Did you know that 99% of international data is transmitted through subsea cables? These underwater cables span thousands of miles across the ocean floor to carry telecommunications and internet signals.
Subsea or submarine cables are fiber optic cables laid on the ocean floor to transmit data between continents. The backbone of telecommunications networks, these cables transmit data world-wide at high speeds. As critical providers of global internet connectivity, they play a key role in enabling trade, finance and instant communication across international borders.
In this article, we’ve listed some interesting facts about subsea cables sure to leave you amazed.
The first subsea cable
The first transatlantic submarine cable was laid in 1858 and took two years to complete. Unfortunately, the cable failed after only a few weeks due to impaired insulation resistance, creating short circuits.
Special laying ships
Subsea cables are laid on the ocean floor using specialized cable-laying ships, which carefully lower the cable onto the seabed. The cables are typically buried beneath the seabed to protect them from damage caused by ship anchors and fishing trawlers. The name of the first ship that laid the Atlantic Telegraph cable in 1858 was HMS Agamemnon across the Atlantic Ocean.
Nearly 99.9% of the world’s intercontinental electronic communications traffic is carried by the undersea cable infrastructure. Without the subsea cables, our continents would’ve been isolated without terrestrial connectivity.
Submarine cables are generally designed with a lifespan of around 25 years, after which they may need to be replaced or upgraded to maintain performance and reliability. Typically made of several layers including copper or aluminium conductors, fiber optic strands, insulation materials, and an outer polyethylene sheath, the subsea cables are encased in a protective coating to withstand underwater environments and safeguard them from damage.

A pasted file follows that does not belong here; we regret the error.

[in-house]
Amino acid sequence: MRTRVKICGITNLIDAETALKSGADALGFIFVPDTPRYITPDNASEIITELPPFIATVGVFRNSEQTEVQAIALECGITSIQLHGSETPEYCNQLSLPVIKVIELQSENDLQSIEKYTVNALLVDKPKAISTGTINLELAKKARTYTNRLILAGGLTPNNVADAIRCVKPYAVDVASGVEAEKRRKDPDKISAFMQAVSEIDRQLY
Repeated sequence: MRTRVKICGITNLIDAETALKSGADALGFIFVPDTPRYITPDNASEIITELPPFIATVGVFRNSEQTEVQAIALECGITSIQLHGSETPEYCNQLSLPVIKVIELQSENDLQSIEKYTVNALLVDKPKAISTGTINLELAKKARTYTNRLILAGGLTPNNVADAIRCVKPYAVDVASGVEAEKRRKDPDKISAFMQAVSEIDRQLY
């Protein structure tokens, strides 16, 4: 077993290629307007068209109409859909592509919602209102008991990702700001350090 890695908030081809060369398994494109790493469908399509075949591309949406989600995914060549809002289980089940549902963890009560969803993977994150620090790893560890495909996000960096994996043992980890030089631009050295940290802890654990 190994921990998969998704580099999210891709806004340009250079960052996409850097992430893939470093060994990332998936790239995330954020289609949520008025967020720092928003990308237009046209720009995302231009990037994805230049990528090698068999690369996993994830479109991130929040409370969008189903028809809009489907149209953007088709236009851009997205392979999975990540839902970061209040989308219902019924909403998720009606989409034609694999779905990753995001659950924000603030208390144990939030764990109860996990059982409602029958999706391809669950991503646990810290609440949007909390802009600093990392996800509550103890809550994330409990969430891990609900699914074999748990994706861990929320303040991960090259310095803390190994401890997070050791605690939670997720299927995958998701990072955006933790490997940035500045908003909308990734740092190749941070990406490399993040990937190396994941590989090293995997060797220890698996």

Longest subsea cable
The world’s longest submarine cable is the SEA-ME-WE 3 (South-East Asia, Middle East, Western Europe 3), which spans 39,000 kilometres (24,233 miles) and connects 33 countries. Incredibly, this is equivalent to about one-tenth of the distance from the Earth to the Moon.
Submarine cables can transmit data at speeds of up to 20 terabits per second (Tbps) over a single fiber pair, which is equivalent to transmitting 10 million high-definition videos simultaneously. This is made possible using dense wavelength division multiplexing (DWDM) technology, which allows multiple wavelengths of light to be transmitted over a single fiber optic strand as thin as the human hair.
Submarine cables are vulnerable to several threats, including natural disasters such as earthquakes and undersea landslides. Human activities such as anchoring and fishing activities account for approximately ¾ of all submarine cable glitches. Also interestingly, predator sharks have been biting down on fiber optic cables under the Pacific, possibly confused by electrical signals that resemble fish.
Repairs no ordinary job
Repairs to submarine cables are challenging and expensive, often requiring specialized equipment and skilled divers to carry out repairs several thousand meters down the oceanic floor. Also equally intriguing is that the cost of laying a new submarine cable can range from tens to hundreds of millions of dollars, depending on the distance, depth, and complexity of the project.
Next time whenever you’re browsing the internet for videos or news, don’t forget to thank the incredible network of undersea cables.
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